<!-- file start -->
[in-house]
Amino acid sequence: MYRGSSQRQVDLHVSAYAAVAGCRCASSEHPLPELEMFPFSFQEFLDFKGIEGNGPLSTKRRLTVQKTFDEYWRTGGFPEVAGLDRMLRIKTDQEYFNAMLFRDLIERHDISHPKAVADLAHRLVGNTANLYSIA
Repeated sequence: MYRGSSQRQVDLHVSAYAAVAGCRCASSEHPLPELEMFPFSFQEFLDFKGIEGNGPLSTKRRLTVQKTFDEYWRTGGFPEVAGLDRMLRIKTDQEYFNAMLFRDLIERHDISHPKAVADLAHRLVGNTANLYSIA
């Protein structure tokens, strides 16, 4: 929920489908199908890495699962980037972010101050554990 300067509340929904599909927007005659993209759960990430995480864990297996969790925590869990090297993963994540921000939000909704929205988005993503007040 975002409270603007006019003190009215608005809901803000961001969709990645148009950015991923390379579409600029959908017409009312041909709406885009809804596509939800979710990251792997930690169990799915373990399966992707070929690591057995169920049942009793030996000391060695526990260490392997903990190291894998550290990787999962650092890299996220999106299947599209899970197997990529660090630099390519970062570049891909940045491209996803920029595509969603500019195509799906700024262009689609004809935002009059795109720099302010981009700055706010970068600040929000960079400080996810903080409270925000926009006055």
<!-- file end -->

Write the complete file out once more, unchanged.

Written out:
[in-house]
Amino acid sequence: MYRGSSQRQVDLHVSAYAAVAGCRCASSEHPLPELEMFPFSFQEFLDFKGIEGNGPLSTKRRLTVQKTFDEYWRTGGFPEVAGLDRMLRIKTDQEYFNAMLFRDLIERHDISHPKAVADLAHRLVGNTANLYSIA
Repeated sequence: MYRGSSQRQVDLHVSAYAAVAGCRCASSEHPLPELEMFPFSFQEFLDFKGIEGNGPLSTKRRLTVQKTFDEYWRTGGFPEVAGLDRMLRIKTDQEYFNAMLFRDLIERHDISHPKAVADLAHRLVGNTANLYSIA
């Protein structure tokens, strides 16, 4: 929920489908199908890495699962980037972010101050554990 300067509340929904599909927007005659993209759960990430995480864990297996969790925590869990090297993963994540921000939000909704929205988005993503007040 975002409270603007006019003190009215608005809901803000961001969709990645148009950015991923390379579409600029959908017409009312041909709406885009809804596509939800979710990251792997930690169990799915373990399966992707070929690591057995169920049942009793030996000391060695526990260490392997903990190291894998550290990787999962650092890299996220999106299947599209899970197997990529660090630099390519970062570049891909940045491209996803920029595509969603500019195509799906700024262009689609004809935002009059795109720099302010981009700055706010970068600040929000960079400080996810903080409270925000926009006055």